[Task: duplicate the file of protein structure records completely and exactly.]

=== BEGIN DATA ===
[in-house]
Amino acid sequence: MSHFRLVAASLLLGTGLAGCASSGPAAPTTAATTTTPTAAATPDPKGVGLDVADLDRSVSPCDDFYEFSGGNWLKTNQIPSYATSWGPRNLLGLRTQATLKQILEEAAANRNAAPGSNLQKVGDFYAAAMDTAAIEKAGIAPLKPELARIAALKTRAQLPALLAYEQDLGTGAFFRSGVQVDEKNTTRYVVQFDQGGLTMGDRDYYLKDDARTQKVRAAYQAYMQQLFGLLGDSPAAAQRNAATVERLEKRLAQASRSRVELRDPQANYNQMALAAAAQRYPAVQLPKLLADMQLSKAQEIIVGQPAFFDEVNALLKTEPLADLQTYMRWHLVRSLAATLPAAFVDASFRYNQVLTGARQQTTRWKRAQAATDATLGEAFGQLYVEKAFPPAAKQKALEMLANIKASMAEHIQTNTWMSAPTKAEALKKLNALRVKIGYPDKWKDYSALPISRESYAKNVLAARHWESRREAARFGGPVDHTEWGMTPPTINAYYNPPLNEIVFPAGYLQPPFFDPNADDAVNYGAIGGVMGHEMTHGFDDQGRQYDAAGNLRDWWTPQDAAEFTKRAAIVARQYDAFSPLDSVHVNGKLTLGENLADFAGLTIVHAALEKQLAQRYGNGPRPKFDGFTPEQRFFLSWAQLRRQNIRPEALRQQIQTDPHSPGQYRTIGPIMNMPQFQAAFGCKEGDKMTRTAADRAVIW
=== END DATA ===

[in-house]
Amino acid sequence: MSHFRLVAASLLLGTGLAGCASSGPAAPTTAATTTTPTAAATPDPKGVGLDVADLDRSVSPCDDFYEFSGGNWLKTNQIPSYATSWGPRNLLGLRTQATLKQILEEAAANRNAAPGSNLQKVGDFYAAAMDTAAIEKAGIAPLKPELARIAALKTRAQLPALLAYEQDLGTGAFFRSGVQVDEKNTTRYVVQFDQGGLTMGDRDYYLKDDARTQKVRAAYQAYMQQLFGLLGDSPAAAQRNAATVERLEKRLAQASRSRVELRDPQANYNQMALAAAAQRYPAVQLPKLLADMQLSKAQEIIVGQPAFFDEVNALLKTEPLADLQTYMRWHLVRSLAATLPAAFVDASFRYNQVLTGARQQTTRWKRAQAATDATLGEAFGQLYVEKAFPPAAKQKALEMLANIKASMAEHIQTNTWMSAPTKAEALKKLNALRVKIGYPDKWKDYSALPISRESYAKNVLAARHWESRREAARFGGPVDHTEWGMTPPTINAYYNPPLNEIVFPAGYLQPPFFDPNADDAVNYGAIGGVMGHEMTHGFDDQGRQYDAAGNLRDWWTPQDAAEFTKRAAIVARQYDAFSPLDSVHVNGKLTLGENLADFAGLTIVHAALEKQLAQRYGNGPRPKFDGFTPEQRFFLSWAQLRRQNIRPEALRQQIQTDPHSPGQYRTIGPIMNMPQFQAAFGCKEGDKMTRTAADRAVIW